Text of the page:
Provided by ICE and AILA Doc. No. 21061030:
The Supreme Court Decision in Niz-Chaves v. Garland has brought about a renewed possibility for eligibility for noncitizens who were denied cancellation of removal.
On April 29, 2021, the Supreme Court decided Niz-Chavez v. Garland, 141 S. Ct. 1474 (2021), which involved eligibility for “cancellation of removal,” a type of discretionary immigration relief available in removal proceedings that requires noncitizens to demonstrate that they have accrued a specific period of continuous residence or continuous physical presence in the United States. In Niz-Chavez, the Supreme Court held that the two-step process, whereby (1) DHS serves upon a noncitizen a Notice to Appear (NTA) for removal proceedings that does not include the time and/or place of the first removal hearing and (2) the immigration court later serves a notice of hearing providing that information, does not trigger the “stop-time rule” that cuts off the noncitizen’s accrual of the required time.
In light of this ruling, some noncitizens who were denied cancellation of removal for apparent failure to accrue the statutorily required period of continuous residence or continuous physical presence or who decided not to pursue cancellation relief under the belief that the NTA they were issued under this two-step process terminated their accrual of the required period of time may now be eligible to request such relief from removal in removal proceedings. To address such cases, for 180 days from the date of the Supreme Court’s decision (i.e., until November 16, 2021), ICE attorneys handling removal cases before the Executive Office for Immigration Review (EOIR) will presumptively exercise their prosecutorial discretion to join or not oppose a motion to reopen filed by such noncitizens who demonstrate that they are prima facie eligible for cancellation of removal. To the extent they have not already done so, such noncitizens will need to submit complete cancellation of removal applications, along with any required supporting documents. ICE attorneys will review such motions or joint motion requests on a case-by-case basis, consistent with applicable guidance on the exercise of prosecutorial discretion, including the May 27, 2021, memorandum from the ICE Principal Legal Advisor, Interim Guidance to OPLA Attorneys Regarding Civil Immigration Enforcement and Removal Policies and Priorities. The decision whether to reopen such cases will remain within the discretion of EOIR.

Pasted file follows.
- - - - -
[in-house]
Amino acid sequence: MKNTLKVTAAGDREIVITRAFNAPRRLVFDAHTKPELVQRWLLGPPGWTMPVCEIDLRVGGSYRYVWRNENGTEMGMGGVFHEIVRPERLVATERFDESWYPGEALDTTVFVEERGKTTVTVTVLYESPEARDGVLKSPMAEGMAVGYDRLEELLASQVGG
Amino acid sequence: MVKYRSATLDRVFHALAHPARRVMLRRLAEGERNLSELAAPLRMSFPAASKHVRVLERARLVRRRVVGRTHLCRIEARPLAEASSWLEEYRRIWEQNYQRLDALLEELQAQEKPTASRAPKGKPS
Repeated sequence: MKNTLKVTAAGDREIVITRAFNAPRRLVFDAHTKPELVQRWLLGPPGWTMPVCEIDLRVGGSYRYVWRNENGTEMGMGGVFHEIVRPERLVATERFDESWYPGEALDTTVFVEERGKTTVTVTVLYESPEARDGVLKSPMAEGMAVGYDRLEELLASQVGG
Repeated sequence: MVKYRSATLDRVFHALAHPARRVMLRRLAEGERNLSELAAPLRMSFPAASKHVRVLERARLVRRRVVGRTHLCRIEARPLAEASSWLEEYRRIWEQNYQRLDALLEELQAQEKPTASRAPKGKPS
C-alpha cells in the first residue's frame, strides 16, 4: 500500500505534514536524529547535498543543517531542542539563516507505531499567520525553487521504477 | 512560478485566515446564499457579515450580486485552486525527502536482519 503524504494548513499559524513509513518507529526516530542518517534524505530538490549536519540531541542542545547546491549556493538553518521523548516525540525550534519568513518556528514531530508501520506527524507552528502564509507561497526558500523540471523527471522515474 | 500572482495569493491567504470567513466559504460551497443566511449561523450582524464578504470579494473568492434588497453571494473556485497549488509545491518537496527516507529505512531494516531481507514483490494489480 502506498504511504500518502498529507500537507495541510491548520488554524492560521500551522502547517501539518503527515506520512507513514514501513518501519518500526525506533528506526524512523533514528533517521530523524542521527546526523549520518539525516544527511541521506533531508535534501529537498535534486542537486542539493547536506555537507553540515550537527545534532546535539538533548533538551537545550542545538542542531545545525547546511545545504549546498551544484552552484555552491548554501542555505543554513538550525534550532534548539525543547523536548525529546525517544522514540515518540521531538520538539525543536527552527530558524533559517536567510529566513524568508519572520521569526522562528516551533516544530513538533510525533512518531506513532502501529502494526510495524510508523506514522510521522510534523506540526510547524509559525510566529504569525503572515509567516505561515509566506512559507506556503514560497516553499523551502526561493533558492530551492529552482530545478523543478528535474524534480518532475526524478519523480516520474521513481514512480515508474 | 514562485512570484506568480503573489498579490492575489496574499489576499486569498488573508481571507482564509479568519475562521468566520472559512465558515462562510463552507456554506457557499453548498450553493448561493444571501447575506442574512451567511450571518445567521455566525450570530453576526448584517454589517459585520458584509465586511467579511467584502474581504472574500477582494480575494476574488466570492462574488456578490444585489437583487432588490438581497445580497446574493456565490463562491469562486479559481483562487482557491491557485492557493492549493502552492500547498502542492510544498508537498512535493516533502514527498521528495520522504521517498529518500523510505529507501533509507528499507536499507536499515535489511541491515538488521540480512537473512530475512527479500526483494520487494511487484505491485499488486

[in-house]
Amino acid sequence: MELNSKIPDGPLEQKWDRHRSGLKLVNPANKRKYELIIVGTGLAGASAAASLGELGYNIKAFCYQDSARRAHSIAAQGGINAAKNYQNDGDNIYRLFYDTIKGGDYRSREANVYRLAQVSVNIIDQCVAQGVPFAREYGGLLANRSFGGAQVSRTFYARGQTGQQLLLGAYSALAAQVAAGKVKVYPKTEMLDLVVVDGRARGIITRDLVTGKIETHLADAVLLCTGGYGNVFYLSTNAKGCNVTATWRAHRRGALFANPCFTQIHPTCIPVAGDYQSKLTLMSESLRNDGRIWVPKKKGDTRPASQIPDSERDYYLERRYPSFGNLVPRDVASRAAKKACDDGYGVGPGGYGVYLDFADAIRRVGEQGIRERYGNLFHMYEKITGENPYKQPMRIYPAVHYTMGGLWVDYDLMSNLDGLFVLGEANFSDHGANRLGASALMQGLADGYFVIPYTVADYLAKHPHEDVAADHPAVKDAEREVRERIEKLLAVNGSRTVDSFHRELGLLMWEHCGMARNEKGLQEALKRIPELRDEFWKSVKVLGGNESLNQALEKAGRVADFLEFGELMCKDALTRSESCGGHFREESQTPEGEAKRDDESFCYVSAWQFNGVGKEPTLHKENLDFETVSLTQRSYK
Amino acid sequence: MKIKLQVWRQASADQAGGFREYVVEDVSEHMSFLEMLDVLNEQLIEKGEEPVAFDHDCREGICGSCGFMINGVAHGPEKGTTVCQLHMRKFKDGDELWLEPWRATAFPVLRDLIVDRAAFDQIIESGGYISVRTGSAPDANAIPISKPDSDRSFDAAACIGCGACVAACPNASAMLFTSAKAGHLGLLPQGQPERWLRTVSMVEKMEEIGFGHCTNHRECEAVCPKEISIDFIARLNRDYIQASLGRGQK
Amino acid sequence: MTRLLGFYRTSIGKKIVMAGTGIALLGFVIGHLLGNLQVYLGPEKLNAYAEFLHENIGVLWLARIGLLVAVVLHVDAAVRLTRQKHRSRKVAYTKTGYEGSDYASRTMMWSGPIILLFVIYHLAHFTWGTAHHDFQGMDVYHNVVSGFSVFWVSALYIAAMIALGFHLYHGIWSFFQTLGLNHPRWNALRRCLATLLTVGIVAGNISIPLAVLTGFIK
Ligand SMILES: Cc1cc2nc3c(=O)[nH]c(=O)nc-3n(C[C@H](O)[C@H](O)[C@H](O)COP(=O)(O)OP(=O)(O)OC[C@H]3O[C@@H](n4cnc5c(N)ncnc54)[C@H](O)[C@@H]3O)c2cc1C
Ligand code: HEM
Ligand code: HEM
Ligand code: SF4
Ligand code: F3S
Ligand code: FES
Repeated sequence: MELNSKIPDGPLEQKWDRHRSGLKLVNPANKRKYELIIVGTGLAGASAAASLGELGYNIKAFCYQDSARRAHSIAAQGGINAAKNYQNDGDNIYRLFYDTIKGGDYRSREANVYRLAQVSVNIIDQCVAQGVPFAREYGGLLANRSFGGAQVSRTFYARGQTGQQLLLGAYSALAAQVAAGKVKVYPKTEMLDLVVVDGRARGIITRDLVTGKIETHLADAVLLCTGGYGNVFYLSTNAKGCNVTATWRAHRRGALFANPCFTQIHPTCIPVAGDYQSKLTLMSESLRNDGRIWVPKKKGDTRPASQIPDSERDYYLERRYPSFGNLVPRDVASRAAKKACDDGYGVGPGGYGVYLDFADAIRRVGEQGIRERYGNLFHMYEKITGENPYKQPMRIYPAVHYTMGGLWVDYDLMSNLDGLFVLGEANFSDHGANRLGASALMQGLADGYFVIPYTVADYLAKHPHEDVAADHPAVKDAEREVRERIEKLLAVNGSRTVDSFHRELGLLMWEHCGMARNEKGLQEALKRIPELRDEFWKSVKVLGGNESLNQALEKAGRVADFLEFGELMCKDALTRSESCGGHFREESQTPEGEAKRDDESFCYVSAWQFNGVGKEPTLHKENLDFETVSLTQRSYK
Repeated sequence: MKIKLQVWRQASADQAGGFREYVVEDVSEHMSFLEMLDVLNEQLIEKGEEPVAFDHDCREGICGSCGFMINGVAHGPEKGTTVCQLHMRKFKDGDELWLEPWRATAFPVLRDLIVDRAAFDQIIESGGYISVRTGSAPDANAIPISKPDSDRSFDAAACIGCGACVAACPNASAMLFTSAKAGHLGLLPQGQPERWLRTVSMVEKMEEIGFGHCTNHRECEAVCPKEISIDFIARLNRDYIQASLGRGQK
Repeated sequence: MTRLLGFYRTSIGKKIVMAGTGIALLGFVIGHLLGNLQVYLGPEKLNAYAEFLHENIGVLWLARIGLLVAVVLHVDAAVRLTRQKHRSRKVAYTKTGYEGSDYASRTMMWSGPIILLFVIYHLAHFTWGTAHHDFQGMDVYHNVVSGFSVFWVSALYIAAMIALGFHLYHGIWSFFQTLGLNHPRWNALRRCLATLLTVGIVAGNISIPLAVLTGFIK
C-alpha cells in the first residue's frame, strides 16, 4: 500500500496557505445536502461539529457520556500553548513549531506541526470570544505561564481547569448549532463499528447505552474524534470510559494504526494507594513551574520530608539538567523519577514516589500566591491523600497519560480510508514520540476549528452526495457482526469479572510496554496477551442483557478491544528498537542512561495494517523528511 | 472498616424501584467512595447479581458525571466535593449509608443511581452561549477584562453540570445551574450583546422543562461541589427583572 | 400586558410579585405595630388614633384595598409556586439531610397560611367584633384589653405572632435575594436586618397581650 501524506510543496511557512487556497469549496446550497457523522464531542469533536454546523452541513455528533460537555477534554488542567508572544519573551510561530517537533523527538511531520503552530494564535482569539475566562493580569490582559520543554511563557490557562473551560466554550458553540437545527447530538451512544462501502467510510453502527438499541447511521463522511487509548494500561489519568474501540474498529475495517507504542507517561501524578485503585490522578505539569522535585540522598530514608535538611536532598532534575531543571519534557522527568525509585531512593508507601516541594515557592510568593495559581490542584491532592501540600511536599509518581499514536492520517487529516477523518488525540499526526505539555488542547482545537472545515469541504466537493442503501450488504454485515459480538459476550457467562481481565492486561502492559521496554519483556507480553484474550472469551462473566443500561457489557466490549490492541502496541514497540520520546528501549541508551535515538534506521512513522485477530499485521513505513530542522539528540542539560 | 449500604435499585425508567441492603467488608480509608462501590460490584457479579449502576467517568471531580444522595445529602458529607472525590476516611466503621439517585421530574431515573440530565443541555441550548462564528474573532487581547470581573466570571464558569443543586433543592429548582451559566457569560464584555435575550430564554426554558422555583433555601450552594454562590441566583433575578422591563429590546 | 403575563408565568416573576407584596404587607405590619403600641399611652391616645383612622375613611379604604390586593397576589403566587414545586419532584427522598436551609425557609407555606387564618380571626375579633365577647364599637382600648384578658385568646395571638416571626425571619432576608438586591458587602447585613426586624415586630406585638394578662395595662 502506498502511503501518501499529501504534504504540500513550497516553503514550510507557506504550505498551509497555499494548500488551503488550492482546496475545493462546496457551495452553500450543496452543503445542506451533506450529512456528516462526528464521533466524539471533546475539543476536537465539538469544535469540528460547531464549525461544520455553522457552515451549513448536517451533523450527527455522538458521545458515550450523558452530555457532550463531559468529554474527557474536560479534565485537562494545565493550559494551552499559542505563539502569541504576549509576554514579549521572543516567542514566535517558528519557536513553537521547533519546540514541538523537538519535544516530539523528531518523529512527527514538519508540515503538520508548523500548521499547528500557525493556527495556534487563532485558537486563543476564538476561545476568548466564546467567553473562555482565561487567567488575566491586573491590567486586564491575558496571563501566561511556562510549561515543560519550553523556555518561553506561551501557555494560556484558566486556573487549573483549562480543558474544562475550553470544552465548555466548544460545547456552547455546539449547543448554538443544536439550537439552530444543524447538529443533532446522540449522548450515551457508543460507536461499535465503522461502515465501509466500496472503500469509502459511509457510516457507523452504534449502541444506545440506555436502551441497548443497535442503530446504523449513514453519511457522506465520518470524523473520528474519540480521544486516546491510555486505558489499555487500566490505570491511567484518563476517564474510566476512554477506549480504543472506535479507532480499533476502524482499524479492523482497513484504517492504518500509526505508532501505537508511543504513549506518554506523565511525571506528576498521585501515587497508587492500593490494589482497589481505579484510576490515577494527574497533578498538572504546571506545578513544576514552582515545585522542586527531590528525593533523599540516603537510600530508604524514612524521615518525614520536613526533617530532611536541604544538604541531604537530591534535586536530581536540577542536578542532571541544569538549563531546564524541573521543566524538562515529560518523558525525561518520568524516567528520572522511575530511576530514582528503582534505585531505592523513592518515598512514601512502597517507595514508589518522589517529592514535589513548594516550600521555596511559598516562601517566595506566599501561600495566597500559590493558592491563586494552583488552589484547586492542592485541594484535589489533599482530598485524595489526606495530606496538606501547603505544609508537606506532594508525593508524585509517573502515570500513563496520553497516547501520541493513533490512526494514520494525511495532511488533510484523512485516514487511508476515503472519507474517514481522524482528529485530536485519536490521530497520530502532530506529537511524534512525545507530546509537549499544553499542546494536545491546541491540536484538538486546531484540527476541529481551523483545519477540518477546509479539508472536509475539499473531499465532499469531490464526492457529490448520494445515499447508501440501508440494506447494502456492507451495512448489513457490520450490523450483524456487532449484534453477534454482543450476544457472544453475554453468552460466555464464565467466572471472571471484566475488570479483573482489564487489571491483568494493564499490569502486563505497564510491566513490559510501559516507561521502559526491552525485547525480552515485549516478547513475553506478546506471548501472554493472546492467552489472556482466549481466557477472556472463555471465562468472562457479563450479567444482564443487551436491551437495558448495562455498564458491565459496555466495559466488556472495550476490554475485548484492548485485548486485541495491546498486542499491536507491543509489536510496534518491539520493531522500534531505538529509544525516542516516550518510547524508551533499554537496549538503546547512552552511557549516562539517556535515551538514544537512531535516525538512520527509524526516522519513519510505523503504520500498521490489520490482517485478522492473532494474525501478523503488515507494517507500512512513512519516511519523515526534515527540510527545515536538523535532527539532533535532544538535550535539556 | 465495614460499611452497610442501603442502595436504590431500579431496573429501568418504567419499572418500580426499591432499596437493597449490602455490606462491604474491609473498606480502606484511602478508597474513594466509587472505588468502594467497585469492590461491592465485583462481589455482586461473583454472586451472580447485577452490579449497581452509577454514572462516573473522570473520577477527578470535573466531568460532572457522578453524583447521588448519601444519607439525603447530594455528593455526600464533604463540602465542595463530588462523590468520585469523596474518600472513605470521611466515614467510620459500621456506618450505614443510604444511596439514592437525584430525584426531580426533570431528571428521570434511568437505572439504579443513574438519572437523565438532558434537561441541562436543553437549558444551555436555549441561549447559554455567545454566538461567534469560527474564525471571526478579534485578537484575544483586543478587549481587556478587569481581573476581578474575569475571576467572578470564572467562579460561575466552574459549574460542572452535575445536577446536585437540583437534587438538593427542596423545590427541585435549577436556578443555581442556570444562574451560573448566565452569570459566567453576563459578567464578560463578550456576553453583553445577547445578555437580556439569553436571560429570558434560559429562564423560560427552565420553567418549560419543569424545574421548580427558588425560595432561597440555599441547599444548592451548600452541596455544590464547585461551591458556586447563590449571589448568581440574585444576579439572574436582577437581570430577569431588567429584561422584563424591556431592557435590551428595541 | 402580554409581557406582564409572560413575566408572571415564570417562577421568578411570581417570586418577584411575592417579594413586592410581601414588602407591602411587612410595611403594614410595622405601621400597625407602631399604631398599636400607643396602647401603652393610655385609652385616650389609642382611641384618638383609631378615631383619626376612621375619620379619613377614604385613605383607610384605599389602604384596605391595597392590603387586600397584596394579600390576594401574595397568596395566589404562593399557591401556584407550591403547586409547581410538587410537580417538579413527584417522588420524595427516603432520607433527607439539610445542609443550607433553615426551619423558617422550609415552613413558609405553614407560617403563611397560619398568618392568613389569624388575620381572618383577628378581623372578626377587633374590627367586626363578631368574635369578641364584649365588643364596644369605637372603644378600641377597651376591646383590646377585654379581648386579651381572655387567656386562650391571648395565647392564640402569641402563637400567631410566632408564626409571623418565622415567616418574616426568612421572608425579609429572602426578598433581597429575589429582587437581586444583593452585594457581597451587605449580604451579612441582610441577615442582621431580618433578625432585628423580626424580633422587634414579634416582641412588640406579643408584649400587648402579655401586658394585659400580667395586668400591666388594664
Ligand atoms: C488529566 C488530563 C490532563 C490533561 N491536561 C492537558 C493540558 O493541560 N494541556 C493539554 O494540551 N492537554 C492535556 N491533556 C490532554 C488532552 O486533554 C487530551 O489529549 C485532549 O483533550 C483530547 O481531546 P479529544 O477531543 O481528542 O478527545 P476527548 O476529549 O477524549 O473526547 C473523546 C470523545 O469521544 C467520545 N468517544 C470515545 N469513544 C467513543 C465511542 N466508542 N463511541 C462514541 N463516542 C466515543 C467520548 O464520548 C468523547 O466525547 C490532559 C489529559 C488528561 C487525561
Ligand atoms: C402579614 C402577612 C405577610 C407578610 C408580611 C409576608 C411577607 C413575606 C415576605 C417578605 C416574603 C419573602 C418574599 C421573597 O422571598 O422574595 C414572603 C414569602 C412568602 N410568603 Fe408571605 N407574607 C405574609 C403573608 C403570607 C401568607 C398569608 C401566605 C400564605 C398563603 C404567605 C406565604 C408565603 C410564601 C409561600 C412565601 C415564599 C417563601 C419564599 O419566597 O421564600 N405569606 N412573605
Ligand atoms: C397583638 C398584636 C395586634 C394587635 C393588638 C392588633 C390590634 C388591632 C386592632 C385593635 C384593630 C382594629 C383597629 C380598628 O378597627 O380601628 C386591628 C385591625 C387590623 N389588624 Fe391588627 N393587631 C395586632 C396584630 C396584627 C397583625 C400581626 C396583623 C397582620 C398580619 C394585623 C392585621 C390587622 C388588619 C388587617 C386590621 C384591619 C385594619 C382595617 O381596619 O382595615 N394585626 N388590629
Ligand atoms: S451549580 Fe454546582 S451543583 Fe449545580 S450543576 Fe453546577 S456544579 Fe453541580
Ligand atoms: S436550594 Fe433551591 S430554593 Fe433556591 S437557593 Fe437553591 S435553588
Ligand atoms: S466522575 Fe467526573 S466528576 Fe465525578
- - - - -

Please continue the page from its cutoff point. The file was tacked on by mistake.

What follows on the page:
Under this interim litigation position, when EOIR grants such a motion to reopen, eligible noncitizens will have an opportunity to present their cancellation of removal claims to an immigration judge and receive a decision on the merits. This position is an example of ICEs expectation that, when exercising their prosecutorial discretion, our immigration attorneys will adhere to the enduring principles that apply to all of their activities: upholding the rule of law; discharging duties ethically in accordance with the law and professional standards of conduct; following the guidelines and strategic directives of senior leadership; and exercising considered judgment and doing justice in individual cases, consistent with agency priorities.
Questions about this litigation position or the process for initiating a joint motion to reopen should be directed to your local ICE Office of the Principal Legal Advisor field location.
David Swaim & Associates, P.C.